Caffeine is a natural stimulant most commonly found in tea, coffee and cacao plants. Billions of people rely on caffeine to start their day and to get through their night shift or afternoon slump. It works by stimulating the brain and the central nervous system, helping you stay alert, reducing the onset of tiredness. Nothing is as comforting on a chilly morning as a hot cup of tea with a cozy blanket. For most people, intake of these caffeinated drinks increases during winter as they believe it provides warmth to beat the cold. But is that really so? Is there a reason to avoid caffeinated drinks? Let’s find out!
How Caffeine Works
While caffeine is considered safe, drinking too much raises some concerns. When you drink any caffeinated drink, your gut absorbs it very quickly and sends it to your bloodstream. From there, as it reaches your brain, it starts blocking the effects of a neurotransmitter called adenosine. Adenosine relaxes your brain and makes you feel tired. So by blocking its receptors, caffeine helps you stay awake and alert. But with alertness comes anxiety as well. At the same time, caffeine also stimulates our stress or “fight & flight” hormones.
Reasons To Avoid Caffeinated Drinks During Winter
- Dehydration: During winter, most people feel less thirsty and their water intake automatically reduces. All caffeinated drinks are diuretic and tend to flush out water from the body through urine, making it deficient in not just water but also vitamins and minerals that are required for the smooth functioning of the body.
- Amplified Heart Rate and Blood Pressure: Winter is not a good time for people with heart conditions and high blood pressure. They are always advised to stay away from low temperatures as it can constrict their blood vessels and lead to high blood pressure. Caffeine being a stimulant also increases heart rate and blood pressure. So it may increase difficulties for such people.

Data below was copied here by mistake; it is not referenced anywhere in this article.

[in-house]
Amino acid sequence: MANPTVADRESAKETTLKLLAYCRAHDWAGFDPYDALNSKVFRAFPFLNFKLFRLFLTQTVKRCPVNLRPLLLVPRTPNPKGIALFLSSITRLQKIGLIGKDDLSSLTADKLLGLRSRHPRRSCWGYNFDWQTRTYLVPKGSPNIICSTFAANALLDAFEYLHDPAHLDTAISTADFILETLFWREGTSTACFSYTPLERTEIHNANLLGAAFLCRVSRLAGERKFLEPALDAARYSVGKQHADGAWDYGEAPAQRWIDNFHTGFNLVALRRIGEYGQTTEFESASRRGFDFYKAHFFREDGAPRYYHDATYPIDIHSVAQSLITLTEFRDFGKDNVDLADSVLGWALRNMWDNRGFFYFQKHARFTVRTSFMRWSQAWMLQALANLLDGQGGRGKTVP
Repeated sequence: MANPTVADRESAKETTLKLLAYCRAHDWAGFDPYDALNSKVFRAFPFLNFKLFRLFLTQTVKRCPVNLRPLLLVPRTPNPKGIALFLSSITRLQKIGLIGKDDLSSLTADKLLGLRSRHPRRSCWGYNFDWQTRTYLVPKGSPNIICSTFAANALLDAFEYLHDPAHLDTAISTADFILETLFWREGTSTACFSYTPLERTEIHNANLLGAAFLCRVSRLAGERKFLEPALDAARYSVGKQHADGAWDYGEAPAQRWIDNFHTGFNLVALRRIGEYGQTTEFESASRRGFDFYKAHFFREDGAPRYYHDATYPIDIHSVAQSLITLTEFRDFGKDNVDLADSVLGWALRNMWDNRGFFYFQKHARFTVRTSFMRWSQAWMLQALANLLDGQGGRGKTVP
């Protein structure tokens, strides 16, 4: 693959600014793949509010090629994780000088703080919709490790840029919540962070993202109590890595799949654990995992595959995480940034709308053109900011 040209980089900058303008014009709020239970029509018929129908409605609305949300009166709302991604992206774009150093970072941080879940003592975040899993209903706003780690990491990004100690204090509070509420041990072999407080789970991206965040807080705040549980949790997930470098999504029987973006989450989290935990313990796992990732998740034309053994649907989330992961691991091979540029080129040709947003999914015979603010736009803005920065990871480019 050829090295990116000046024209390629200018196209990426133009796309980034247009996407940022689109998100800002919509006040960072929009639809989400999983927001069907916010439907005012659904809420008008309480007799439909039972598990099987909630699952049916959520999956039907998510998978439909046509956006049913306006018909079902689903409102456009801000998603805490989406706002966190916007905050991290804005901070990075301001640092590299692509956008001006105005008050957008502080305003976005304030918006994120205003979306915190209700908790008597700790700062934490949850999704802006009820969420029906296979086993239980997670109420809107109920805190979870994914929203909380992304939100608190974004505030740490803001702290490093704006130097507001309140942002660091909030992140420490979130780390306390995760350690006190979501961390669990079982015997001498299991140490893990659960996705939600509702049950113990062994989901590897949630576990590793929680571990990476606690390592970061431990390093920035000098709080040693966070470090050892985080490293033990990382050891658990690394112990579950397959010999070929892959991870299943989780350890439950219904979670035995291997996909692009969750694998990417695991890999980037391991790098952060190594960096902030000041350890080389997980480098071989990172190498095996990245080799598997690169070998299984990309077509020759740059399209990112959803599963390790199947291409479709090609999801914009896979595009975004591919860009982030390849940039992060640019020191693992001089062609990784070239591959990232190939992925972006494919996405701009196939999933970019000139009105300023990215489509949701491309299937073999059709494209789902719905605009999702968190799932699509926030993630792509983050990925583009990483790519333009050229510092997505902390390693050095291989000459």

- Empty Calories: Most caffeinated drinks are loaded with sugar and give you not just empty calories but a sugar crash later, which might make you feel more lethargic after some time.
- Effect on Digestion: Being a stimulant, caffeine increases gut motility or the contraction of muscles that propel the contents in the gastrointestinal tract. This might be a reason why you feel like having tea or coffee with or after a heavy meal. But this actually isn’t good because it reduces the time your food stays in each part of your digestive system, not letting the nutrients fully absorb. In fact, too much can lead to diarrhea which is followed by dehydration.
- Pregnancy & Lactation: Caffeine can easily cross the placenta and can reach breast milk. So, women who consume caffeinated drinks may need to limit their intake to avoid risk of miscarriage or low birth weight.
- Interaction with Medication: Our body flushes out caffeine generally within 6-8 hours but while in the system, it can react with your medication and supplements, causing poor absorption or side effects.
- Suppresses Appetite: Now this can be both good and bad for all weight watchers. Research shows that caffeine acts as an appetite suppressant but increases higher plasma levels of PYY & Leptin (anorexic hormones). It might make you eat less calories, but with less food, there is less nutrition as well. So beware of consuming too much caffeine, as our body needs more nutrition to maintain immunity.
Now, the purpose of all this information was not to coax you off caffeine but to ensure you control your intake. Controlled amounts can have some benefits too! Make sure you drink the right quantity and the right version. 1-2 cups of black tea, green tea and black coffee are better options than sugary and cream filled versions. Also ensure that you drink your last cup 6-8 hours before you sleep.
We hope this article on why you should avoid caffeinated drinks in winter helps you! Do let us know your thoughts in the comments below. For more on nutrition, check out Healthy Reads or speak to an expert by subscribing for GOQii’s Personalised Health Coaching here: https://goqiiapp.page.link/bsr
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